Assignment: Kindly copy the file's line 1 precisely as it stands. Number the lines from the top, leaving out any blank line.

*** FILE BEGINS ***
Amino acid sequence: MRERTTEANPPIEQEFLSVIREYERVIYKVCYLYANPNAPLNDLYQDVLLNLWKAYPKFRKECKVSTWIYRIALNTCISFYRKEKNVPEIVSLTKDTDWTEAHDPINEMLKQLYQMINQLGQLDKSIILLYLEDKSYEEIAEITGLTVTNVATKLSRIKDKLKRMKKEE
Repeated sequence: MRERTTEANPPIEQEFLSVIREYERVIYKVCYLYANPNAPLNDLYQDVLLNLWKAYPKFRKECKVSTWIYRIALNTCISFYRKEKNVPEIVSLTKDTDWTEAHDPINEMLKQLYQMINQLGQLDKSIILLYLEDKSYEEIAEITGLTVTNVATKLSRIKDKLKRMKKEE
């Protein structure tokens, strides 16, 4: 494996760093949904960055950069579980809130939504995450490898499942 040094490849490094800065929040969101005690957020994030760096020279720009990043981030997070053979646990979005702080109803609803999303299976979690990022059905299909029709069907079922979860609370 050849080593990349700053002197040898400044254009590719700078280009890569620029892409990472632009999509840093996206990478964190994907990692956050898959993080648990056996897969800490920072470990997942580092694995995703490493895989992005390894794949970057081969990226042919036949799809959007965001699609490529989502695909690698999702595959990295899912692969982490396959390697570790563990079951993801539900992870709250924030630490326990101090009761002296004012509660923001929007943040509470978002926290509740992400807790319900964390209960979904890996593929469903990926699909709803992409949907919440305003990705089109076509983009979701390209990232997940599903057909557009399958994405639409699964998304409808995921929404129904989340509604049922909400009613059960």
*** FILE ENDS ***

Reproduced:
Amino acid sequence: MRERTTEANPPIEQEFLSVIREYERVIYKVCYLYANPNAPLNDLYQDVLLNLWKAYPKFRKECKVSTWIYRIALNTCISFYRKEKNVPEIVSLTKDTDWTEAHDPINEMLKQLYQMINQLGQLDKSIILLYLEDKSYEEIAEITGLTVTNVATKLSRIKDKLKRMKKEE